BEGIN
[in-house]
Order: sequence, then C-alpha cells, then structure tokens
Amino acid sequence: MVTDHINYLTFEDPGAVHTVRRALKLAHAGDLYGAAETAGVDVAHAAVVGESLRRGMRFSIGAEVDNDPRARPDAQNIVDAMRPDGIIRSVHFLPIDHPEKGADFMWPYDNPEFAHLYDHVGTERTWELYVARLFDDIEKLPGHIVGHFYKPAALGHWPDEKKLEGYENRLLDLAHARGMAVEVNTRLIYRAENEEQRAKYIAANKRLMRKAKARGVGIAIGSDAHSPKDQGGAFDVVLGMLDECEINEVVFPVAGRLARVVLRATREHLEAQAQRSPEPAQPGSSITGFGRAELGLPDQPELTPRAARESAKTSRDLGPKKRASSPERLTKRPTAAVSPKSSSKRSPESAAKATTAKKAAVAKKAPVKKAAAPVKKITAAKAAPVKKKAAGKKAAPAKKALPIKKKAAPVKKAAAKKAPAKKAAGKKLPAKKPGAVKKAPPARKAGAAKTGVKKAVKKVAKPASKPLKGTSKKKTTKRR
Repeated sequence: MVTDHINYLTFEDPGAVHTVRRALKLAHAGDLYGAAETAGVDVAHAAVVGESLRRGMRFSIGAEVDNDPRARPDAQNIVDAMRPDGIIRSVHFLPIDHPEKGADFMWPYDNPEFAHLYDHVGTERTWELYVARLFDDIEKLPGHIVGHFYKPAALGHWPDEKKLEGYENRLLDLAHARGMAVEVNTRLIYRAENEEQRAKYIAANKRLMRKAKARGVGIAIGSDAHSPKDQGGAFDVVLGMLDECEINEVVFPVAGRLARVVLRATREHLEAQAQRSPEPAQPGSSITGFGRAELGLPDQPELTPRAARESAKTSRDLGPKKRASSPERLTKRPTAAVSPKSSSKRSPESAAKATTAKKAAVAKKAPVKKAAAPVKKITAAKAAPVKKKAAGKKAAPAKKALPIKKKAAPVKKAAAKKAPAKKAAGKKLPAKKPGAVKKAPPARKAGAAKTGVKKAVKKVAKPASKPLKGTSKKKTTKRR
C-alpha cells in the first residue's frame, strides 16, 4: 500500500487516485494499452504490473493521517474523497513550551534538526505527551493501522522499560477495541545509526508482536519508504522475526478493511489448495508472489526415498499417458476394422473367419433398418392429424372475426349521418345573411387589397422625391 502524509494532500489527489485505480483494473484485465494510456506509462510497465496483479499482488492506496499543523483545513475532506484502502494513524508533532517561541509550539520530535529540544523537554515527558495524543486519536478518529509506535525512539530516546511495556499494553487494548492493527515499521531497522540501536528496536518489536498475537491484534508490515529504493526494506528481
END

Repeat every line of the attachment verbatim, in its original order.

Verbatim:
[in-house]
Order: sequence, then C-alpha cells, then structure tokens
Amino acid sequence: MVTDHINYLTFEDPGAVHTVRRALKLAHAGDLYGAAETAGVDVAHAAVVGESLRRGMRFSIGAEVDNDPRARPDAQNIVDAMRPDGIIRSVHFLPIDHPEKGADFMWPYDNPEFAHLYDHVGTERTWELYVARLFDDIEKLPGHIVGHFYKPAALGHWPDEKKLEGYENRLLDLAHARGMAVEVNTRLIYRAENEEQRAKYIAANKRLMRKAKARGVGIAIGSDAHSPKDQGGAFDVVLGMLDECEINEVVFPVAGRLARVVLRATREHLEAQAQRSPEPAQPGSSITGFGRAELGLPDQPELTPRAARESAKTSRDLGPKKRASSPERLTKRPTAAVSPKSSSKRSPESAAKATTAKKAAVAKKAPVKKAAAPVKKITAAKAAPVKKKAAGKKAAPAKKALPIKKKAAPVKKAAAKKAPAKKAAGKKLPAKKPGAVKKAPPARKAGAAKTGVKKAVKKVAKPASKPLKGTSKKKTTKRR
Repeated sequence: MVTDHINYLTFEDPGAVHTVRRALKLAHAGDLYGAAETAGVDVAHAAVVGESLRRGMRFSIGAEVDNDPRARPDAQNIVDAMRPDGIIRSVHFLPIDHPEKGADFMWPYDNPEFAHLYDHVGTERTWELYVARLFDDIEKLPGHIVGHFYKPAALGHWPDEKKLEGYENRLLDLAHARGMAVEVNTRLIYRAENEEQRAKYIAANKRLMRKAKARGVGIAIGSDAHSPKDQGGAFDVVLGMLDECEINEVVFPVAGRLARVVLRATREHLEAQAQRSPEPAQPGSSITGFGRAELGLPDQPELTPRAARESAKTSRDLGPKKRASSPERLTKRPTAAVSPKSSSKRSPESAAKATTAKKAAVAKKAPVKKAAAPVKKITAAKAAPVKKKAAGKKAAPAKKALPIKKKAAPVKKAAAKKAPAKKAAGKKLPAKKPGAVKKAPPARKAGAAKTGVKKAVKKVAKPASKPLKGTSKKKTTKRR
C-alpha cells in the first residue's frame, strides 16, 4: 500500500487516485494499452504490473493521517474523497513550551534538526505527551493501522522499560477495541545509526508482536519508504522475526478493511489448495508472489526415498499417458476394422473367419433398418392429424372475426349521418345573411387589397422625391 502524509494532500489527489485505480483494473484485465494510456506509462510497465496483479499482488492506496499543523483545513475532506484502502494513524508533532517561541509550539520530535529540544523537554515527558495524543486519536478518529509506535525512539530516546511495556499494553487494548492493527515499521531497522540501536528496536518489536498475537491484534508490515529504493526494506528481